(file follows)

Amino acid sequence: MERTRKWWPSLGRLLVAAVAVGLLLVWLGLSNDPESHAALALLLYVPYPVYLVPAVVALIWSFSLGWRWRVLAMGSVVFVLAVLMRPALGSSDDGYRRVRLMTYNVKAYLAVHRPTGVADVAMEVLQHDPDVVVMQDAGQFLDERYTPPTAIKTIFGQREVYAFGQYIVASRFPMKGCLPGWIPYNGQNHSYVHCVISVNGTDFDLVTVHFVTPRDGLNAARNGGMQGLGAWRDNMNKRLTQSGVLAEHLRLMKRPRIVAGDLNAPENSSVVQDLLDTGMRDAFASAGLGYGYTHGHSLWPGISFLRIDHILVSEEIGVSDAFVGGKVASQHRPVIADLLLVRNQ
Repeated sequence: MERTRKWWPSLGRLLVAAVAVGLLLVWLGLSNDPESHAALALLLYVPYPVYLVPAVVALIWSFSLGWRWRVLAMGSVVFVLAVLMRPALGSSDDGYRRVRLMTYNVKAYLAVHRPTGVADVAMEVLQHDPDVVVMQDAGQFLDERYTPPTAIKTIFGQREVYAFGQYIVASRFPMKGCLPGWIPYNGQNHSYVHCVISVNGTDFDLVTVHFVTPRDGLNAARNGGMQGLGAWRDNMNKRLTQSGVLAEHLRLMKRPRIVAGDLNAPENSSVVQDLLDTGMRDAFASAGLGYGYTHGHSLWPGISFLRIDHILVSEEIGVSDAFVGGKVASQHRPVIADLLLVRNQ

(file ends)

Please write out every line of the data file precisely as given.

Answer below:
Amino acid sequence: MERTRKWWPSLGRLLVAAVAVGLLLVWLGLSNDPESHAALALLLYVPYPVYLVPAVVALIWSFSLGWRWRVLAMGSVVFVLAVLMRPALGSSDDGYRRVRLMTYNVKAYLAVHRPTGVADVAMEVLQHDPDVVVMQDAGQFLDERYTPPTAIKTIFGQREVYAFGQYIVASRFPMKGCLPGWIPYNGQNHSYVHCVISVNGTDFDLVTVHFVTPRDGLNAARNGGMQGLGAWRDNMNKRLTQSGVLAEHLRLMKRPRIVAGDLNAPENSSVVQDLLDTGMRDAFASAGLGYGYTHGHSLWPGISFLRIDHILVSEEIGVSDAFVGGKVASQHRPVIADLLLVRNQ
Repeated sequence: MERTRKWWPSLGRLLVAAVAVGLLLVWLGLSNDPESHAALALLLYVPYPVYLVPAVVALIWSFSLGWRWRVLAMGSVVFVLAVLMRPALGSSDDGYRRVRLMTYNVKAYLAVHRPTGVADVAMEVLQHDPDVVVMQDAGQFLDERYTPPTAIKTIFGQREVYAFGQYIVASRFPMKGCLPGWIPYNGQNHSYVHCVISVNGTDFDLVTVHFVTPRDGLNAARNGGMQGLGAWRDNMNKRLTQSGVLAEHLRLMKRPRIVAGDLNAPENSSVVQDLLDTGMRDAFASAGLGYGYTHGHSLWPGISFLRIDHILVSEEIGVSDAFVGGKVASQHRPVIADLLLVRNQ